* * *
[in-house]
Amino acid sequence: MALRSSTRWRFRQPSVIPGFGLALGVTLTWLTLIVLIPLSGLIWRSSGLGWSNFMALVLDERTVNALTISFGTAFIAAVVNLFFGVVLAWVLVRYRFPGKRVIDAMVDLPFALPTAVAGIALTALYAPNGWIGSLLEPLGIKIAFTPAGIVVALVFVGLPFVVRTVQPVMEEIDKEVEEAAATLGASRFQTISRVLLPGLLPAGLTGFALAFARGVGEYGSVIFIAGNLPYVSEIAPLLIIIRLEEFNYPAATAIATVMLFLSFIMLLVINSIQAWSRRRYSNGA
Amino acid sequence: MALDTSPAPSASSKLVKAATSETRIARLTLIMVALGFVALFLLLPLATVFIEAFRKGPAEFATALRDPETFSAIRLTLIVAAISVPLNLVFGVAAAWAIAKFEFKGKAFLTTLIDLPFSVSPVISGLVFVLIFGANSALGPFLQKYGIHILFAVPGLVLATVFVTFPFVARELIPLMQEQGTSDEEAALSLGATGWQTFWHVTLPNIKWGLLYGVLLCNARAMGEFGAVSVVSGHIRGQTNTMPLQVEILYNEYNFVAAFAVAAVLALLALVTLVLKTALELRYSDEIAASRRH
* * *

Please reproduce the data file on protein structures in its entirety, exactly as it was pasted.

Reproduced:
[in-house]
Amino acid sequence: MALRSSTRWRFRQPSVIPGFGLALGVTLTWLTLIVLIPLSGLIWRSSGLGWSNFMALVLDERTVNALTISFGTAFIAAVVNLFFGVVLAWVLVRYRFPGKRVIDAMVDLPFALPTAVAGIALTALYAPNGWIGSLLEPLGIKIAFTPAGIVVALVFVGLPFVVRTVQPVMEEIDKEVEEAAATLGASRFQTISRVLLPGLLPAGLTGFALAFARGVGEYGSVIFIAGNLPYVSEIAPLLIIIRLEEFNYPAATAIATVMLFLSFIMLLVINSIQAWSRRRYSNGA
Amino acid sequence: MALDTSPAPSASSKLVKAATSETRIARLTLIMVALGFVALFLLLPLATVFIEAFRKGPAEFATALRDPETFSAIRLTLIVAAISVPLNLVFGVAAAWAIAKFEFKGKAFLTTLIDLPFSVSPVISGLVFVLIFGANSALGPFLQKYGIHILFAVPGLVLATVFVTFPFVARELIPLMQEQGTSDEEAALSLGATGWQTFWHVTLPNIKWGLLYGVLLCNARAMGEFGAVSVVSGHIRGQTNTMPLQVEILYNEYNFVAAFAVAAVLALLALVTLVLKTALELRYSDEIAASRRH